Be careful in discussing your own research. We all recognize that translating scientific information for broader audiences is difficult. This can be a major obstacle for influencing the policy process. Keep in mind that your own research will matter most if 1) it is directly relevant to a policy decision (e.g., it helps clarify a risk or opportunity that affects the member’s constituents), or 2) you can connect it to the larger body of scientific knowledge that is relevant to policy choices that will affect the member’s district.
If you are engaged in research at an institution in the district, you could also invite the member or their key staff to tour the facility (NB: you might check with your institution’s Legislative Affairs Office for constraints or help). This provides an opportunity to establish contact and develop a more personal relationship while informing the member about your work and why that work matters to the state or district. It will also help establish you as a trusted resource on related scientific questions. Understand that these visits are good opportunities for members to meet with their constituents and to learn about the important work going on in their districts, and which they can draw attention to in future speeches. As such, visits to important institutions within the district are a critical component of constituent politics. Senators, representatives, and their staff make visits like these constantly.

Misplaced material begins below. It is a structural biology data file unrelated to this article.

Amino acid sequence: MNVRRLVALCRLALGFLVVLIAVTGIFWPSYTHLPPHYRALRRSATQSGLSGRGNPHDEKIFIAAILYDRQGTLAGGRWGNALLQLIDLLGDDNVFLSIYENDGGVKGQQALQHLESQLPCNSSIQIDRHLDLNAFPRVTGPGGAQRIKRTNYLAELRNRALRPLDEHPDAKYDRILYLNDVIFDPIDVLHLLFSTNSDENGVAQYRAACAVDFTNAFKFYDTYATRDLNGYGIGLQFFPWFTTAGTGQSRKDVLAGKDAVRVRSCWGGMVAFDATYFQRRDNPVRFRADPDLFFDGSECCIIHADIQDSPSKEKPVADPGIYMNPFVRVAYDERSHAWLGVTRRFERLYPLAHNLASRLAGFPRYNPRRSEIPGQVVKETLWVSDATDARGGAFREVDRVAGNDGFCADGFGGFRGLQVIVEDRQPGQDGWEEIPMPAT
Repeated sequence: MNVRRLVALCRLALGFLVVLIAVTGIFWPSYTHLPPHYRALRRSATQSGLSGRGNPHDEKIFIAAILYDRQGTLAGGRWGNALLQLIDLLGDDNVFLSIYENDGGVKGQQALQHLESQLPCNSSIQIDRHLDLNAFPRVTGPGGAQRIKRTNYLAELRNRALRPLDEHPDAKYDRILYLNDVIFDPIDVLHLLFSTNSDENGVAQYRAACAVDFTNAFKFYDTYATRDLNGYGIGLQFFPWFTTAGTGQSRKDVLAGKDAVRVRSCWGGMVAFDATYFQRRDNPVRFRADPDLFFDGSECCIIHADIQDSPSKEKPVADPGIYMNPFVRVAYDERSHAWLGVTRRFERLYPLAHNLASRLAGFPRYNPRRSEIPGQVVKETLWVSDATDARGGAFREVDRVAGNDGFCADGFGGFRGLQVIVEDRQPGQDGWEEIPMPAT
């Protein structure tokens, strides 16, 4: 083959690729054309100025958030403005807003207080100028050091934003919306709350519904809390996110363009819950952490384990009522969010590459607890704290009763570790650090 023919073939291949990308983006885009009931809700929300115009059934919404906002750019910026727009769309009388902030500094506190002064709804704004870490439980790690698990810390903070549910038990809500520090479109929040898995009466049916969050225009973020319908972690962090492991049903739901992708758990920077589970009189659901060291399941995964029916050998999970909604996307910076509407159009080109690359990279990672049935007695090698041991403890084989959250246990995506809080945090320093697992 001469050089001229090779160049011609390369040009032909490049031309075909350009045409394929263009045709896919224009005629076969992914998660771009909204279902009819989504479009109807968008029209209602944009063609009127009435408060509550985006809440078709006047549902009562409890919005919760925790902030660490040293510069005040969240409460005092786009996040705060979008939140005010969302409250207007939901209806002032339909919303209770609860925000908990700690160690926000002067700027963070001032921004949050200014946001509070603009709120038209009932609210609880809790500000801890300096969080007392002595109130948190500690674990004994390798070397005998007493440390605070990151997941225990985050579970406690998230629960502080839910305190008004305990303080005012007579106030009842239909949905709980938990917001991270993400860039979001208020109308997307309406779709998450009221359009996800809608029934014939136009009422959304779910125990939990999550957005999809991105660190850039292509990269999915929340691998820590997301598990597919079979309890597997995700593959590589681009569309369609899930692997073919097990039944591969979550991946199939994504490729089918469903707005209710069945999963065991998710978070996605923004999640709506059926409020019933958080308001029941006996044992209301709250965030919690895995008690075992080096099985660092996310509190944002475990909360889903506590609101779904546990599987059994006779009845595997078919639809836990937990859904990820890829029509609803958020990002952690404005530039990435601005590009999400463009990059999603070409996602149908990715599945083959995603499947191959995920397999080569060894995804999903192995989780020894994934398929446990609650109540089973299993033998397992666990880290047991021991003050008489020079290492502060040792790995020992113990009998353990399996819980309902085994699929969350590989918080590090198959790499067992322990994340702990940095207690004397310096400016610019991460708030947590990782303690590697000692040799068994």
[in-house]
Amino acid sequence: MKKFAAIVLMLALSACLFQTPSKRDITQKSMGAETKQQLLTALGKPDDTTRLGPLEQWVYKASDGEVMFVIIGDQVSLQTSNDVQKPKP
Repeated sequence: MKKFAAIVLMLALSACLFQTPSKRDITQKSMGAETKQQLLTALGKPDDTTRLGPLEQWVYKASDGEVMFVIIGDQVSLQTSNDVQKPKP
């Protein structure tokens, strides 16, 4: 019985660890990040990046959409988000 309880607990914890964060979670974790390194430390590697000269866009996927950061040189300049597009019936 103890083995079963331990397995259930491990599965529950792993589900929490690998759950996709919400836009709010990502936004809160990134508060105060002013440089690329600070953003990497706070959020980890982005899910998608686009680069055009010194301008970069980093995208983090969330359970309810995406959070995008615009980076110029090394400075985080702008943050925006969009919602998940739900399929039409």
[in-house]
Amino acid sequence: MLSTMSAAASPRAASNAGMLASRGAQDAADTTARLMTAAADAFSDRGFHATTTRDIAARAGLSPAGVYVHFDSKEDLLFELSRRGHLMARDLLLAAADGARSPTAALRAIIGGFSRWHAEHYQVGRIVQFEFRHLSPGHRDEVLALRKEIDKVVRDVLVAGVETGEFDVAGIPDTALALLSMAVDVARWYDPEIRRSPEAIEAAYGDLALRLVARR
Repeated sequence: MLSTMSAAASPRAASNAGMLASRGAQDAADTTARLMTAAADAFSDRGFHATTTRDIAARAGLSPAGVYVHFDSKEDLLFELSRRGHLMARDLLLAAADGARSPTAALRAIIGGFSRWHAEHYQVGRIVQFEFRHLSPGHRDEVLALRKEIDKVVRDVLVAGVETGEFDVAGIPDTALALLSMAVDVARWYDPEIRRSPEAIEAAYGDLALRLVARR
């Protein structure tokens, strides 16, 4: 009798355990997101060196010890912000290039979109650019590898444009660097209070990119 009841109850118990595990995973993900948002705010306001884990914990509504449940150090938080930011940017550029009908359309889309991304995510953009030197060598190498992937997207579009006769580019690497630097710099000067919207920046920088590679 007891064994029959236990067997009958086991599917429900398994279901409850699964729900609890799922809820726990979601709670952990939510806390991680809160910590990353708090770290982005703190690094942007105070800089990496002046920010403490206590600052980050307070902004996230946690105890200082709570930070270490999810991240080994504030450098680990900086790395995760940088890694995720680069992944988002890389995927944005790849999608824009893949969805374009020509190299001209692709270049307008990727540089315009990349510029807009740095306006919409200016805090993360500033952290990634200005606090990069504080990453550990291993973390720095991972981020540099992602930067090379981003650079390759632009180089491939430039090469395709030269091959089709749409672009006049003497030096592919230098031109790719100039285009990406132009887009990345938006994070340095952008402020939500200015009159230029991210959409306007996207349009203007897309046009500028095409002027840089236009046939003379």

Even the process of inviting an elected member or their staff for a visit can help establish contact with the offices in the district and in Washington, D.C. Call the local office and ask who you need to talk with and to whom you should send a letter of invitation. If you invite the member and they agree to visit, reach out to the appropriate LA in the Washington office to give them background details. This is a great opportunity to develop a working relationship with the LA as they prepare the member for the visit. If the member cannot visit, by all means invite the staffer.
Additional resources to aid efforts to influence Congress abound. Members of the AMS Policy Program can provide assistance and more information. The American Association for the Advancement of Science (AAAS) publishes a helpful guide for scientists who work with Congress titled Working with Congress: A Practical Guide for Scientists and Engineers (Wells 2002; go to www.aaas.org/spp/cstc/wwc/book.htm for more information), and the Nicholas Institute for Environmental Policy Solutions at Duke University provides assistance to scientists who interact with Congress (www. nicholas.duke.edu/institute). Researchers interested in honing their skills with the federal policy process can take advantage of training opportunities provided by the AMS Summer Policy Colloquium, an intense 10-day training in the federal policy process, or the Aldo Leopold Fellowship program, which trains senior scientists to communicate their work effectively to nonscientific audiences (www.leopoldleadership.org). For the dedicated, the AMS–UCAR Congressional Science Fellowship and the AAAS Science and Technology Policy Fellowship (http://fellowships.aaas. org/) programs provide researchers with an opportunity to work directly in the policy process in either Congress or the executive branch for up to two years.
The AMS community has the scientific understanding and technical expertise needed to ground climate policy with the best available knowledge. By directly engaging with members of Congress and their key staff, we can help improve the federal policy process.
-PAUL A. T. HIGGINS
(Adapted from a column in BAMS)